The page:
The third session noted that disaster risk reduction strategies were too often dominated by economics and engineering, with ecosystems generally being 16 17 neglected. This is to the detriment of both the environment and to those who are at risk for disasters. Engineering solutions typically ignore the complexity of the wetlands they replace. For example, flood plains and marshes don’t Just mitigate flooding; they filter out toxins and diseases, provide habitat for plants and animals, supply water during times of drought, and they attenuate climate change. Re taken into consideration (water filtration, food, flood protection, etc) , many development projects actually decrease the economic output to a society A individual developer may profit from building a factory on a wetland, but society and he local communities suffer. During the session, it was agreed that there is a need to develop and implement tools and methodologies which communities can use to manage wetlands sustainable, and it is also necessary to make the voices of the wetland communities heard. The fourth session examined wetland degradation, focusing on the negative impact of roads, railways and industrial infrastructure.
The overlap between wetlands and disaster risk was discussed at length. The notable interventions of National Institute of Disaster Management, as well as Admits efforts in Briar after the 2007 and 2008 loads, were also highlighted. The fifth session was an animated debate on the ways in which growth-oriented development is leading to wetland degradation. Short-term economic growth does not take into account the true cost of development. Nobody pays the price for environmental destruction initially, and if the loss of essential ecosystem services 18 19 included : 1. Surrounding wetlands.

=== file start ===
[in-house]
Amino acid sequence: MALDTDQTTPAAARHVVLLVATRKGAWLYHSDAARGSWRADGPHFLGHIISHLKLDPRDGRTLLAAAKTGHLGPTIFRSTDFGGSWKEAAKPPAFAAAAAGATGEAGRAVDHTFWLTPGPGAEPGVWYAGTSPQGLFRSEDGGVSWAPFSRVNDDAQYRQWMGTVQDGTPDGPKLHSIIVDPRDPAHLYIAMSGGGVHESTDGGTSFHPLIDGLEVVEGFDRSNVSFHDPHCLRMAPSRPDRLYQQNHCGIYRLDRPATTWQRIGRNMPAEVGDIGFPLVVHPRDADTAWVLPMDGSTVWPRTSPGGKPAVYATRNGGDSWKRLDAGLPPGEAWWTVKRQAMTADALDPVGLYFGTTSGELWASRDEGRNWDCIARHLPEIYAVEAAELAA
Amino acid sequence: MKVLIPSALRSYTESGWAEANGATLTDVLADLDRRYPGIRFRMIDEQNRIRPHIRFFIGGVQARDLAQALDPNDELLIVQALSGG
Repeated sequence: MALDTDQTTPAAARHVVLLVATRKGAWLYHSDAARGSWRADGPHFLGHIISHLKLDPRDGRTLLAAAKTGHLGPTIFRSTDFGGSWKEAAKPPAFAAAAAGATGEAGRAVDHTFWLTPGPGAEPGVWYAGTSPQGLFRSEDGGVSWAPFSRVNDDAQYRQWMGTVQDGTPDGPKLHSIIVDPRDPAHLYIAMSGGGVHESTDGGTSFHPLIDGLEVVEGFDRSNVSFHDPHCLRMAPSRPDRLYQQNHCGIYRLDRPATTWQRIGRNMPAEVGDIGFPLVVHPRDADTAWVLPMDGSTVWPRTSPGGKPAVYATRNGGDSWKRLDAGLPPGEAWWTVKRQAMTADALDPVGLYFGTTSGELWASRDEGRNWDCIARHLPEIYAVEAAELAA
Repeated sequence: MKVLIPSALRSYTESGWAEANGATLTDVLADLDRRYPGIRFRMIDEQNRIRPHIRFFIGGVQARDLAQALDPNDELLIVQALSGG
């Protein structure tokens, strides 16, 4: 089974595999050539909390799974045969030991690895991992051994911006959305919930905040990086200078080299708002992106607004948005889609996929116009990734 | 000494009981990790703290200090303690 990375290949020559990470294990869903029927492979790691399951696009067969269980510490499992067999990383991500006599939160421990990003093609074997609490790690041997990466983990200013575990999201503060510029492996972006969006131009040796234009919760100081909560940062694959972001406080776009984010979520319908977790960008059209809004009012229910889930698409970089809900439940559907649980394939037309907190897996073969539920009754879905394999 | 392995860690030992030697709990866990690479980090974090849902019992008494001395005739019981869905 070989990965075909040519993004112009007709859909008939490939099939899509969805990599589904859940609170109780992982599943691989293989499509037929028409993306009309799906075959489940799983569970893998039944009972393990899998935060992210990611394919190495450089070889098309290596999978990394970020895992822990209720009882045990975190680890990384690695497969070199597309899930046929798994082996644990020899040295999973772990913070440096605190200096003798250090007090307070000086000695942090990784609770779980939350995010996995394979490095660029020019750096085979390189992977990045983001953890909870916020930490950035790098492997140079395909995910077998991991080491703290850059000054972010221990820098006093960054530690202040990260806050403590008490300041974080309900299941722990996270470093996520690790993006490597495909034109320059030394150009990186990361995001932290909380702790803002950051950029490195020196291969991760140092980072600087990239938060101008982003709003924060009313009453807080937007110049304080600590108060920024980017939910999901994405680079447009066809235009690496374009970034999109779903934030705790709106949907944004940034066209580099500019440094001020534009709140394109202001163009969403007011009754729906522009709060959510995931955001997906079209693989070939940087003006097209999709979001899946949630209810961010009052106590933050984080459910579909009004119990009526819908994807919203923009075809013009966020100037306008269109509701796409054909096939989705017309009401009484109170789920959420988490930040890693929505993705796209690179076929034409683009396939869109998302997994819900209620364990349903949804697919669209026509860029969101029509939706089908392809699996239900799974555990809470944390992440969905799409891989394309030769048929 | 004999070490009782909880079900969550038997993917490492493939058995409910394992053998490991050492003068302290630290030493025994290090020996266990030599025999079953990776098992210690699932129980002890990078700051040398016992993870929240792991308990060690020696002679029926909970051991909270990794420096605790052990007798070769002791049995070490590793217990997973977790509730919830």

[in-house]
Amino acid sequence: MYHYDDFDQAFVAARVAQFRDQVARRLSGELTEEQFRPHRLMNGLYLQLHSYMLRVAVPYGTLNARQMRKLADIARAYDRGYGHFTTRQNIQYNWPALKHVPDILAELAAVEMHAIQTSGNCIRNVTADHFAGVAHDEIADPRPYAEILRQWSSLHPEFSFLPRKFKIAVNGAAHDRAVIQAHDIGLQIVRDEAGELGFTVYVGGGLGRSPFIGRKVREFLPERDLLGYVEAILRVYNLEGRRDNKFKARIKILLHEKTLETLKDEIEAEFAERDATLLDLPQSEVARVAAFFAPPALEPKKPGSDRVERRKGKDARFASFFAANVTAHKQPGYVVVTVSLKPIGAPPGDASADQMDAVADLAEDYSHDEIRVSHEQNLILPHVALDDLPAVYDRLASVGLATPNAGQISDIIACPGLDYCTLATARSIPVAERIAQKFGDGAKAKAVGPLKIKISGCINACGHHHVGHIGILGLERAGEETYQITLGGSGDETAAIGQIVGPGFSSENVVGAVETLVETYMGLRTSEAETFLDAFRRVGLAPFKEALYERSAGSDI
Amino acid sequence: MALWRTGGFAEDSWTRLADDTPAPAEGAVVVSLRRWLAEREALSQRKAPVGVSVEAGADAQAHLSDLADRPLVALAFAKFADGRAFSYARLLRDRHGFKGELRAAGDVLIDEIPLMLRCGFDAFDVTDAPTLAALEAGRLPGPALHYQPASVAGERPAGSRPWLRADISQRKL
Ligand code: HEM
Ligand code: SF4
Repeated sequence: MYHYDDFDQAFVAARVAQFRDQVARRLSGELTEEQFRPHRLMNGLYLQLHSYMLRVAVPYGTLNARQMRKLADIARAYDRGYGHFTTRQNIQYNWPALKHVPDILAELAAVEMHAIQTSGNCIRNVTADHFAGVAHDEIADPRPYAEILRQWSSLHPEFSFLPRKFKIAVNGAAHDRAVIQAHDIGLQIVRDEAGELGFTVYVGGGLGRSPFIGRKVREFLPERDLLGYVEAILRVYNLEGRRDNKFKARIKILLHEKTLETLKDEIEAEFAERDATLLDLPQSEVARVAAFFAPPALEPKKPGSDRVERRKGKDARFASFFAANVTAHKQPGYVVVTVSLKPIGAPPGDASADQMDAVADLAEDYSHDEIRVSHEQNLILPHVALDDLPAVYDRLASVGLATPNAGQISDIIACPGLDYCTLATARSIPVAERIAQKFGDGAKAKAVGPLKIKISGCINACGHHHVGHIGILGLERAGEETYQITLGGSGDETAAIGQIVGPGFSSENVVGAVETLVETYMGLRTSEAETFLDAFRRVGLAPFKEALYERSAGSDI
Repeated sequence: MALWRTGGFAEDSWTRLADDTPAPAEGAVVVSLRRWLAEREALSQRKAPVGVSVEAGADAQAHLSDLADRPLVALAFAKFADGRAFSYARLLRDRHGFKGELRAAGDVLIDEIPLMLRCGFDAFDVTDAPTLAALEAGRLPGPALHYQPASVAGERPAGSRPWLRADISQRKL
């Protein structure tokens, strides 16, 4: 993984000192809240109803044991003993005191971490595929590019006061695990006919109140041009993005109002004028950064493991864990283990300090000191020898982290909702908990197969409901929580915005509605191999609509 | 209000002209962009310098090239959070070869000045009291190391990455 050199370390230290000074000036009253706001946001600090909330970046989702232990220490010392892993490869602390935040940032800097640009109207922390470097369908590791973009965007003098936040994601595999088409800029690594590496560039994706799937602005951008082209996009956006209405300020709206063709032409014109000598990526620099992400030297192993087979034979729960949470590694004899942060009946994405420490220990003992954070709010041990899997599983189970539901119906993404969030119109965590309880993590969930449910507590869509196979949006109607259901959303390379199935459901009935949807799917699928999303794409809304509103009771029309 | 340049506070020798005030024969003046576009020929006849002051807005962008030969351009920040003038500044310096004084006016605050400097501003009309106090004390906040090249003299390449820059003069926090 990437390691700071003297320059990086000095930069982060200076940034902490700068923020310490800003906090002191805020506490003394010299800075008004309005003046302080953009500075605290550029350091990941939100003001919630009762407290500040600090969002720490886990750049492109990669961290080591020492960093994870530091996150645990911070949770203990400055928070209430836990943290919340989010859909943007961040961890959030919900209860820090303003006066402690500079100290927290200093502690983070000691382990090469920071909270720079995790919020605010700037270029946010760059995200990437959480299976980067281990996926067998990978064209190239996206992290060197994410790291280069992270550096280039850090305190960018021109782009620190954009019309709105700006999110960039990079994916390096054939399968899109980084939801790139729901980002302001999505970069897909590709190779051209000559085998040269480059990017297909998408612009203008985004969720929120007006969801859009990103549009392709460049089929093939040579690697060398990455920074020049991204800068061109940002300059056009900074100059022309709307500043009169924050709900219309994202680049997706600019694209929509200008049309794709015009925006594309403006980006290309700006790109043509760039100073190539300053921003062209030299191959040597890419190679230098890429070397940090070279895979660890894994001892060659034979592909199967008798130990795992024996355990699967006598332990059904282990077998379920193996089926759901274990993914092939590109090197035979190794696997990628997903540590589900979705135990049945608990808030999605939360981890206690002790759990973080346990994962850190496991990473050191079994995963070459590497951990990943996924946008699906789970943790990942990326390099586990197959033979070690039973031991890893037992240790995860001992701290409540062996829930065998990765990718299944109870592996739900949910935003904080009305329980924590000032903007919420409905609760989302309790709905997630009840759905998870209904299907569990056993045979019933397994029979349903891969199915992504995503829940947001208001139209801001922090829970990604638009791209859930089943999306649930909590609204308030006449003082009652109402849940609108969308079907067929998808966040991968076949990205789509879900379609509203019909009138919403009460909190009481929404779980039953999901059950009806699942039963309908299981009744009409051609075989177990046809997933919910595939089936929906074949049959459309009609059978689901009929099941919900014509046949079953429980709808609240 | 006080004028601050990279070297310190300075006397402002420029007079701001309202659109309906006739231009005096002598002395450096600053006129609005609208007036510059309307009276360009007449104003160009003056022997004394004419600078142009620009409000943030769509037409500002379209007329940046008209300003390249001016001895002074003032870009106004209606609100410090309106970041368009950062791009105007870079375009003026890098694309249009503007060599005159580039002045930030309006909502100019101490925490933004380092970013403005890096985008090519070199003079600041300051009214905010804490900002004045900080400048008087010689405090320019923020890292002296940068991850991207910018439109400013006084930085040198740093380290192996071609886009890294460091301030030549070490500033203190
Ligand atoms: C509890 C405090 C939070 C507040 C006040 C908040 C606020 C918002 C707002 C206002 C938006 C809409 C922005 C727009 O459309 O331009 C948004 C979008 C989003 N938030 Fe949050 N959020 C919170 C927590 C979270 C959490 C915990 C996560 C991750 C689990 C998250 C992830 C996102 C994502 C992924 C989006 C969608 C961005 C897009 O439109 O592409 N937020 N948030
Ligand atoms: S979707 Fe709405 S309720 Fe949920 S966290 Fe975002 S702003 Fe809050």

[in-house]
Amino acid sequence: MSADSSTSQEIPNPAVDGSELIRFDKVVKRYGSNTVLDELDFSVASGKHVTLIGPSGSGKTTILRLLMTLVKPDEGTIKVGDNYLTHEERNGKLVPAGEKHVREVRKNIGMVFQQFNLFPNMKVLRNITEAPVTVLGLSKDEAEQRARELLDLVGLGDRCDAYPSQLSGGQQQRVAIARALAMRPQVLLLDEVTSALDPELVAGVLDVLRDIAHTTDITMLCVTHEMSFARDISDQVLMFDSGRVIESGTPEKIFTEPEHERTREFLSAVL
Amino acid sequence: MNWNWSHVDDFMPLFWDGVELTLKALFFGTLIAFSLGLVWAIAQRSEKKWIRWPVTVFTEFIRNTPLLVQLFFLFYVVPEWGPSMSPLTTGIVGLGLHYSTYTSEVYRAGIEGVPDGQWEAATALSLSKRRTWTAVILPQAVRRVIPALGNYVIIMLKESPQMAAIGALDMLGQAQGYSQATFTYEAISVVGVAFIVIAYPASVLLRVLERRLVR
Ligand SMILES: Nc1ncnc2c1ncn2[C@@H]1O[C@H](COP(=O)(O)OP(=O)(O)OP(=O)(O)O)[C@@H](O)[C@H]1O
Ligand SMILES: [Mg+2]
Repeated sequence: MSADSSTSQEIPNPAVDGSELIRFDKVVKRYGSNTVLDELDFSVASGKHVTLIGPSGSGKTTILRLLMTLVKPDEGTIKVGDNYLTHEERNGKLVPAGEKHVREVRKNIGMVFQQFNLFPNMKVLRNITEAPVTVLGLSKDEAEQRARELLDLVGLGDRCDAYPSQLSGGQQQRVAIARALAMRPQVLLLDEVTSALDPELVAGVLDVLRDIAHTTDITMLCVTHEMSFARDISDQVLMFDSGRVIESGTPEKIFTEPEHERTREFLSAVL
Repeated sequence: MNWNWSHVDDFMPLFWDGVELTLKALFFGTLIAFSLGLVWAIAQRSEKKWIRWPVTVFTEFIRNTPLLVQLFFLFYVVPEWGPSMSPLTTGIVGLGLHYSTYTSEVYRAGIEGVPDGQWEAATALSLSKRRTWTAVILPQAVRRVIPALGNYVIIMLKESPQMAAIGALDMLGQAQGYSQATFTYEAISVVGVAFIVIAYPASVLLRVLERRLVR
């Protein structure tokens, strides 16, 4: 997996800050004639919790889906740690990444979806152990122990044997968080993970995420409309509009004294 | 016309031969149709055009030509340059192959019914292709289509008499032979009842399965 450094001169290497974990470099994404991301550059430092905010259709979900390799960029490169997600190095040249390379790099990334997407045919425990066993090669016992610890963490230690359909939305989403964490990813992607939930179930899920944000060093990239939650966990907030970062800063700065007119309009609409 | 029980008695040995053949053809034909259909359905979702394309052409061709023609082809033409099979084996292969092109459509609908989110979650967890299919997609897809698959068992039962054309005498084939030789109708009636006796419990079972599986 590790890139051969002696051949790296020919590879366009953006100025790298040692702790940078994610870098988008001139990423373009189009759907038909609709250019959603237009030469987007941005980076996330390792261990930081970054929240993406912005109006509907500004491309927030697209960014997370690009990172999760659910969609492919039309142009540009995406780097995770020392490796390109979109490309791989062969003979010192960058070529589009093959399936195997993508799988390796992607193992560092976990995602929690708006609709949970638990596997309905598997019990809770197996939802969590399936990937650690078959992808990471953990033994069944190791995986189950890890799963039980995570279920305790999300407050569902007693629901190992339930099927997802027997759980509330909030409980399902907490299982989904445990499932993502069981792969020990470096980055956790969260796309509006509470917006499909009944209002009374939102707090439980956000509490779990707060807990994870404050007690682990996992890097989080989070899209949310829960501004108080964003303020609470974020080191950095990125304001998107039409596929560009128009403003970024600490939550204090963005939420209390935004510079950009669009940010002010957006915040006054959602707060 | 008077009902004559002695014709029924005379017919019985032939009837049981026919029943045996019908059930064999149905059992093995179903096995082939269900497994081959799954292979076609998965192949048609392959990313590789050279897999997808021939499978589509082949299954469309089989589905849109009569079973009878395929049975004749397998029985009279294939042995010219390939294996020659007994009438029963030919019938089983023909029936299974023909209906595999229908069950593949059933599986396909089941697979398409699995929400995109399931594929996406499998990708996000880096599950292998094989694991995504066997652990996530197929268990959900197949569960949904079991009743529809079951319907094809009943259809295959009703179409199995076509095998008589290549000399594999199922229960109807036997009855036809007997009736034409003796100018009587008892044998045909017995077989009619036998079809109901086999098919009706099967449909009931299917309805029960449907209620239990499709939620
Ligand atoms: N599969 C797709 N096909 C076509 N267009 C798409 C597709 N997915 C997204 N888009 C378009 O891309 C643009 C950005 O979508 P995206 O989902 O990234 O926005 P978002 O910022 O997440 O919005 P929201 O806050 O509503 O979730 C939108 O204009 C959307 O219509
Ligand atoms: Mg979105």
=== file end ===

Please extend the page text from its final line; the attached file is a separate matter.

ADMIT will work with Recommendations 4. Science City and MAC to develop such a note. Direct engagement with the private sector to shift their views from economic benefits at the cost of ecology to economic benefits from restoring ecology. A Roundtable must be held with Cal or FOCI in Delhi by wetlands, JINN and IDEM. 5. Work with government ministers to ensure economic penalties are created and enforced for private sector activities that harm wetlands. Conversely, support should be provided to communities, institutions, or businesses that work to manage wetlands in a sustainable and responsible manner. . Pilot wetland projects in MAC limit with MAC, CSS, II-JAN and others to make Mohammedan the first city to have its own “Urban Wetlands” pilot with a focus on education, health, water, and sanitation. 7. Develop a pilot for MAC schools on wetlands in and around MAC so that school children learn about their environment in a more concrete and direct way. Recommendations for follow-up, action plan and others Developing Joint approach paper on issues of Wetlands and Risk by CUMIN, Science City, IDEM, UNDO and Wetlands International tort the 12th Plan tort the Planning Commission was recommended.